5. When we have listened attentively enough to ask a good follow-up question, what does that question communicate to the person telling the story? (A sample follow-up question is, “You mentioned that you have a history of not getting along with your sister. Why is that?”)
6. How does it make you feel when you are beginning to share something very personal with someone and he or she is distracted? (For instance, you notice that he or she is looking attentively at someone over your shoulder.)
Read through the following material and become familiar with the content. This topic is crucial, so be ready to make the most of this session. If you really want to learn more about encouragement, you might want to obtain a copy of Encouragement: The Key to Caring, by Larry Crabb and Dan Allender.
This session will bring about a lot of discussion and sharing, so use your time well. Begin the session by jumping right into the necessity of responding well when others share significant and personal stories.
After a group member shares his or her life story, the others should respond during the following week with a brief note or phone call of encouragement. A note can be typed in e-mail, handwritten on a card, or in any form the listener feels is appropriate. The primary purpose of the communication is to offer encouragement to the presenter. Or, if a part of someone’s story particularly touched you, you can call the person and tell him or her directly. If something the storyteller said challenged you, explain what it was and thank the person. If you feel the person has demonstrated courage in an area of life, affirm him or her for this courage. If you are thankful for what God has done in or through the person, let him or her know how you are thankful. Use the following questions to help spark discussion about this section:
1. When you share something personal with someone, what do you want most in response from that person?
2. As you prepare to share your story, what are some of your fears? How can Crabb and Allender’s first principle of encouragement help us settle each other’s fears?
3. What do you think about Crabb and Allender’s second principle of encouragement that “understanding is sometimes better than advice”? Can you give an example from your life when this was true?
4. Crabb and Allender’s third principle is “Words that encourage take into account both the need for relationship and the need for meaning.” What does this statement mean to you?
5. In what way does inattentive listening affect a person’s ability to encourage?
6. How does it make you feel when someone does not listen to you with his or her full attention? How does it affect the level of vulnerability you express?
7. In the gospel accounts, how did Christ demonstrate attentiveness to others? Can you give examples?
Conclude this session by praying for God to offer both encouragement and spiritual direction to each group member over the future weeks of sharing stories. Address any questions about “Life Story.” Make sure that group members know when they will be presenting their stories and that next week’s presenters are ready. Reemphasize how important it is not to miss anyone’s presentation. If, however, group members must miss a “Life Story” presentation, it is ideal for them to get some time with the presenter and hear at least a summary of the story.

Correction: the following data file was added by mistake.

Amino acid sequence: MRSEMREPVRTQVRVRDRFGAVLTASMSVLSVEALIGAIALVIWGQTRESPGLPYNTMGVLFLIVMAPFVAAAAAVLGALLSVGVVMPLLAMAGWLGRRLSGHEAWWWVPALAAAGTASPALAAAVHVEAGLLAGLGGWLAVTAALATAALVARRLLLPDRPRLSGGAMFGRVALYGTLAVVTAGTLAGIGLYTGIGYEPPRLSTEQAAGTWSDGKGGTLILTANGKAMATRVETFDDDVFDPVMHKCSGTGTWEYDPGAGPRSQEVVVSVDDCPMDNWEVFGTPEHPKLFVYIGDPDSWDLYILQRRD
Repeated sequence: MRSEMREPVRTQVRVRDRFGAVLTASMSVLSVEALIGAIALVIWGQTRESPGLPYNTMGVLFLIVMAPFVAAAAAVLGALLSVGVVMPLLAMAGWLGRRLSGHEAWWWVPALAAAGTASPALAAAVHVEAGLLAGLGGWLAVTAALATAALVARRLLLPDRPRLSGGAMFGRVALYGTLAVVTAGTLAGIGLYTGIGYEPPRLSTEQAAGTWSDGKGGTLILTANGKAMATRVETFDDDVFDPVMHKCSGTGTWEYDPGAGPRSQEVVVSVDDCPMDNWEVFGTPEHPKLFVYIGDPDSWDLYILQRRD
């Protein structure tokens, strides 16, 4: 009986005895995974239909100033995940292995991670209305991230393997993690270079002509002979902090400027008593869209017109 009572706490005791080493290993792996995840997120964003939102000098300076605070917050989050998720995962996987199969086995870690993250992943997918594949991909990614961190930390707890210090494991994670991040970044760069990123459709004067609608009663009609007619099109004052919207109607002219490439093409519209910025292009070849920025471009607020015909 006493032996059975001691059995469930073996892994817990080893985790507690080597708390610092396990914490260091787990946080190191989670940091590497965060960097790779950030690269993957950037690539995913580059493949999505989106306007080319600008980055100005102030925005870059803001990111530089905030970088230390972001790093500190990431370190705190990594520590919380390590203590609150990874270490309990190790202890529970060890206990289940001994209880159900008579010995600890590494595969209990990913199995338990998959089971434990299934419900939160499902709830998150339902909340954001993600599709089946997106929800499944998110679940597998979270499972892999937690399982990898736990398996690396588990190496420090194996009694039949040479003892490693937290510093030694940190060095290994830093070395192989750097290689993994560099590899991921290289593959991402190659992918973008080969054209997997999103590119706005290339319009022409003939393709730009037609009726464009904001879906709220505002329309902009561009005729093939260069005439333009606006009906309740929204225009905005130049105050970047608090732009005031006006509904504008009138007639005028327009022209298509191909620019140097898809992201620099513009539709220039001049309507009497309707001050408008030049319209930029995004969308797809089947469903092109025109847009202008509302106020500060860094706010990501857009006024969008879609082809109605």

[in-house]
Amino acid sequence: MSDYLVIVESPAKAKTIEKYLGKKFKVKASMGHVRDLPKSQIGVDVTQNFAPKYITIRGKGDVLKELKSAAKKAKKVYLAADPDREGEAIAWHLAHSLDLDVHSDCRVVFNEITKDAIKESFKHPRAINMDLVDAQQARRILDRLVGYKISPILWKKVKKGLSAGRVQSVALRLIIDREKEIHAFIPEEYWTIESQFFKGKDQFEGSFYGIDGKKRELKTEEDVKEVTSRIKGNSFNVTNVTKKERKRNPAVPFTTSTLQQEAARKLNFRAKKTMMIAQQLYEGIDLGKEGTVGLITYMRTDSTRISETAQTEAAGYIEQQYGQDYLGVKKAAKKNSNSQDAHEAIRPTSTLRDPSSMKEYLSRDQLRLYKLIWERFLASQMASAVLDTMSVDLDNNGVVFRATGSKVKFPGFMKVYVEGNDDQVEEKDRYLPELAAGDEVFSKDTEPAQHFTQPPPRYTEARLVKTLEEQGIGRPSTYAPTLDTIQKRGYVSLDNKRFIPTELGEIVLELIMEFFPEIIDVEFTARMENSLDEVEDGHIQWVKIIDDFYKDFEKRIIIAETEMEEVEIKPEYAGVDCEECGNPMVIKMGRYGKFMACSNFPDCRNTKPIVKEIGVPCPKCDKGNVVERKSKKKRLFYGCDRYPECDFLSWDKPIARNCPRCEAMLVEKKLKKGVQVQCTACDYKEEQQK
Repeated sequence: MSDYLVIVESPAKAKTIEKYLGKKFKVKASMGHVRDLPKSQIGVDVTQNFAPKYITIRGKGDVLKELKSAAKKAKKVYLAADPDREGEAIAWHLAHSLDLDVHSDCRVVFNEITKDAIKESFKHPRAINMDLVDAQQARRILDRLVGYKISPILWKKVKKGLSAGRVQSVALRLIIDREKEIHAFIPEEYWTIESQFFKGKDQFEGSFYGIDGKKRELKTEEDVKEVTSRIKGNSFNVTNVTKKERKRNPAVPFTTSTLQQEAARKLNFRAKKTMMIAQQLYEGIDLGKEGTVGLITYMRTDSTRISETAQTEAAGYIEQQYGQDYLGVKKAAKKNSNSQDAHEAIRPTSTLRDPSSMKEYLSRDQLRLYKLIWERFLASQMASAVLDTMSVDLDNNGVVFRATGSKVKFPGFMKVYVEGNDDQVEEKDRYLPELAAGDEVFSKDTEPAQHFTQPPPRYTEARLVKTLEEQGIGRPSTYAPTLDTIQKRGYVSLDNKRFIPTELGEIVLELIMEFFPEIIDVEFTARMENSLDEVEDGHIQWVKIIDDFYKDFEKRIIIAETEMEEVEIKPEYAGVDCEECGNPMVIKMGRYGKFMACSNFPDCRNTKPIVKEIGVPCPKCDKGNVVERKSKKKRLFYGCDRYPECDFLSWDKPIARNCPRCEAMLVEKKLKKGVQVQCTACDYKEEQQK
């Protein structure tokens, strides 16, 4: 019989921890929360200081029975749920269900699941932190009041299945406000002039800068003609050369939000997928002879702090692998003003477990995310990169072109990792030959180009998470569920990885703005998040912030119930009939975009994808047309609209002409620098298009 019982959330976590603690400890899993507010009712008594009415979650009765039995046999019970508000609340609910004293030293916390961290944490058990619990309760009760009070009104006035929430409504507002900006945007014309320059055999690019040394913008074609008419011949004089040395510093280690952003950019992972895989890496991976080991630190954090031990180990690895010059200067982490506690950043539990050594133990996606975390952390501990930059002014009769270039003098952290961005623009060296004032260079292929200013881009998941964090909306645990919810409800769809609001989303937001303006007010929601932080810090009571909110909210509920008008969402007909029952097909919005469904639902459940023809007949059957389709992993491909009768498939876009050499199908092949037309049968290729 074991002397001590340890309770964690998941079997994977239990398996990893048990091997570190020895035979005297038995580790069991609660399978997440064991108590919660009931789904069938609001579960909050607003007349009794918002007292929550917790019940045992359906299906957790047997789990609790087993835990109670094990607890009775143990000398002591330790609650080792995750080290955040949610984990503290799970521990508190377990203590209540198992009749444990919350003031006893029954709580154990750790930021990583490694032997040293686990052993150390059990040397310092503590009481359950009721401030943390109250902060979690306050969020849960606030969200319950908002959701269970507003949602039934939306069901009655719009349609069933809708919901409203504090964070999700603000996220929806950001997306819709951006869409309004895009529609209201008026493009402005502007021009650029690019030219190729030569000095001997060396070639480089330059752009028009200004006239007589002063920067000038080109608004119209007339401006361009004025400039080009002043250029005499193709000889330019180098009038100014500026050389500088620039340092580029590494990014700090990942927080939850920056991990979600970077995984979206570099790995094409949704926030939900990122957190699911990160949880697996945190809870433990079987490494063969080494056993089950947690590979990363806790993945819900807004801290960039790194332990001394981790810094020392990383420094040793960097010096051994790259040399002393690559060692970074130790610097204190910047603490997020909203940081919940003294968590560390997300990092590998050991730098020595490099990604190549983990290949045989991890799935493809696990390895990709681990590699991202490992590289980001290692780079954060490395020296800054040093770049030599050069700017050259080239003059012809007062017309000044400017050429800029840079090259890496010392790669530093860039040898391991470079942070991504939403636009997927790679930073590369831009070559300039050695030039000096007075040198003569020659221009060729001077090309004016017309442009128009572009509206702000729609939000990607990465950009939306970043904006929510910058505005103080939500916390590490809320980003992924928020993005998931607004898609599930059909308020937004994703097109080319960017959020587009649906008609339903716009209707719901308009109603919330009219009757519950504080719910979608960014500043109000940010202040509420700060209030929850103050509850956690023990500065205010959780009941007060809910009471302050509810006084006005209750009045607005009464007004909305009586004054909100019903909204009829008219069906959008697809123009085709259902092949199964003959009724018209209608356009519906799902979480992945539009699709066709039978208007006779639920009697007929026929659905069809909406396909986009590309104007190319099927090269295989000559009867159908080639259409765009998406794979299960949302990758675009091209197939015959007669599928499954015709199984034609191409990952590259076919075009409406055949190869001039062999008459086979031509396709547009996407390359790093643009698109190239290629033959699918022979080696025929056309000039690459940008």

We ask a lot from people when we have them share their stories. Even if the group is laughing and in a great mood, you can count on the presenter being nervous or even worried. As the leader, it is your job to set the right atmosphere from the start. Make sure that you and all group members are respectful and listen attentively during each presentation. Start on time and help the presenter end on time.
The following is a suggested flow for these presentation group times:
This session is designed to wrap up the experience of “Life Story” presentations and provide a transition into the Integrity study. It points group members toward the issues of growth, holiness, and service. Though we all carry scars with us through life, we can rejoice because there is hope for redemption in this life as well as in the next. The following questions will help you lead this discussion:
1. What specific aspects of your heritage do you feel you must oppose in order for you to leave a godly heritage to others?
2. What do you think were the weaknesses of your parents in their raising of you? In what ways do you want to differ from them in the way you parent?
3. What do you think were the strengths of your parents or guardians in their raising of you? How difficult do you anticipate it will be to follow their example with your own children?
4. If you don’t have children and don’t anticipate having any in the future, how do you think you might have a positive impact on the heritage of someone from the next generation?
5. How would you want someone of the next generation to describe his or her relationship with you twenty to forty years from now?